1. Brief Description
The Laity Paramita Training Program is a vocational training program for Buddhist laymen and laywomen. This Program emphasizes the application of traditional moral, spiritual, and intellectual principles to the formation of character and to one’s daily life and work in the modern world. Learning through actual practice in this way requires a serious commitment.

2. Purpose of the Program
The purpose of the Program is to provide a solid foundation in Buddhist studies and practice for those whose goal is an occupation in Buddhist institutions or community settings. This course of study came in response to the growing number of Buddhist institutions in America and in other countries-- temples, monasteries, convents, schools, colleges and universities, and health centers--that require their staff to be knowledgeable and proficient in Buddhist doctrine and practice.

3. Outcomes of the Program
Graduates of the Laity Paramita Training Program who possess additional professional training and education may qualify for employment in Buddhist religious communities, schools, universities, health centers, and related social service activities, in administrative or special capacities where inter-cultural skills are required.

4. Length of Course and Requirements for the Sangha Diploma
Applicants to the Laity Paramita Training Program must be individuals of good character with a sincere desire to gain the knowledge necessary to benefit the world and be models among the Buddhist laity.

The Laity Paramita Training Program leads to the Buddhist Laity Training Diploma and entails a four-year course of study, comprising 200 weeks of instruction and training averaging 40 hours per week, for a total of 8,000 hours, combining residence in a Buddhist community, and instruction and training in religious practice and moral conduct in six areas as follows:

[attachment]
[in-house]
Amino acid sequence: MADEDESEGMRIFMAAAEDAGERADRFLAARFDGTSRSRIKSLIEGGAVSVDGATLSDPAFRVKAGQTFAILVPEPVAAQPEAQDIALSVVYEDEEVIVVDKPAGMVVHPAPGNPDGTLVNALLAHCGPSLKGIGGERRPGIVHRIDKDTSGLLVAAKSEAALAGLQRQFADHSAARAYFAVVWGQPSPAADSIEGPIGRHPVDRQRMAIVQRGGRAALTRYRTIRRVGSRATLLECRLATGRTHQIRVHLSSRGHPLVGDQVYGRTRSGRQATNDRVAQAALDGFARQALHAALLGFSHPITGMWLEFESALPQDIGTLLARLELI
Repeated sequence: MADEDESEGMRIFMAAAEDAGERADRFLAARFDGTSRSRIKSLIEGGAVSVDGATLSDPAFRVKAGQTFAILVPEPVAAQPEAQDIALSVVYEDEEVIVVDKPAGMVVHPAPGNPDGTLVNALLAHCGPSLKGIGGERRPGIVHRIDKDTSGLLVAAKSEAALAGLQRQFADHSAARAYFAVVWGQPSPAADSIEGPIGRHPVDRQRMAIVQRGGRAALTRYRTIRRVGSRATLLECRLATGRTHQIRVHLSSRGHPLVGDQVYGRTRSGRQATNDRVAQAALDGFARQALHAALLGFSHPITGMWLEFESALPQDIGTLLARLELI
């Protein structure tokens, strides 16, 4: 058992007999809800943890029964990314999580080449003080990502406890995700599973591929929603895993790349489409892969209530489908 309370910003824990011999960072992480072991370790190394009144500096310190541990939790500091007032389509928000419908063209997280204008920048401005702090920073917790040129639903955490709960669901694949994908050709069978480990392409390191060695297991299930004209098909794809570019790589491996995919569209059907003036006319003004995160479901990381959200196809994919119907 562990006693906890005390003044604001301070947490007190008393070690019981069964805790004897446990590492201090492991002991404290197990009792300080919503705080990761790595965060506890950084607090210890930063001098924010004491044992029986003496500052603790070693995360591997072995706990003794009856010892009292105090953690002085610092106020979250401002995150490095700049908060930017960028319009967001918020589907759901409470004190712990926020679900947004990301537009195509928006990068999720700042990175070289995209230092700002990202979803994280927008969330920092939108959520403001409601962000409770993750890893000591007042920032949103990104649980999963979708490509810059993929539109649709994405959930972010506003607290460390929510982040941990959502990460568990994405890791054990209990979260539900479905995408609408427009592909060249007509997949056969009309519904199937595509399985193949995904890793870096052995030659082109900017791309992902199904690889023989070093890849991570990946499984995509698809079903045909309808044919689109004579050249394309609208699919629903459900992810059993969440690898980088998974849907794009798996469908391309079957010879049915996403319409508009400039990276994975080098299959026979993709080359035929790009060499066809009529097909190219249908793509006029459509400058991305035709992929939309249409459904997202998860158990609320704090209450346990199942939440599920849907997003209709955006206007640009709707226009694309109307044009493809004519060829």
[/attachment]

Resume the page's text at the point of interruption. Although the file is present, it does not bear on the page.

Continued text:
5. Areas of Training and Clock Hours Required
Area of Training
Ceremony & Ritual (C&R)
Practice (P)
Doctrine (D)
Vinaya (V)
Electives (E)
Apprenticeship (A)

Ceremony & Ritual (C&R)
Trainees learn how to perform the ceremonies, including the daily morning, noon, and evening liturgies, as well as special ceremonies. C&R classes include:

Buddhist Liturgy

Dharma Instruments

Daily Ceremonies

Daily Sutra Recitation

Required texts:

  • City of Ten Thousand Buddhas Daily Recitation Hand book (bilingual), Buddhist Text Translation Society (BTTS).
  • The (Avatamsaka) Flower Adornment Sutra, Chinese with English Translation, BTTS.
  • The Brahma Net Sutra, Chinese with English Translation, BTTS.

Practice (P)
Repentance, recitation, mantras, chan meditation, group practice, and supervised independent practice. Classes include:

Buddhist Pilgrimage Mantra Practice
Chan Practice Mantra Sessions
Recitation Practice Repentance Practice
Recitation Sessions Repentance Sessions
Universal Bowing Special Ceremonies

Required texts:

  • Sutra of the Past Vows of Earth Store Bodhisattva, Chinese with English Translation, BTTS.
  • The (Avatamsaka) Flower Adornment Sutra, Chinese with English Translation, BTTS.
  • Sutra of the Buddha Speaks the Names of Ten Thousand Buddhas, Chinese with English transliteration, BTTS.
  • Instructional Talks by Venerable Master Hua, Volumes 1-8, bilingual (Chinese/English), BTTS.
  • Chan & Pure Land Talks, Venerable Master Hua. English. BTTS.
  • Listen to Yourself, Think Everything Over, Volumes 1-2, Venerable Master Hua. English. BTTS.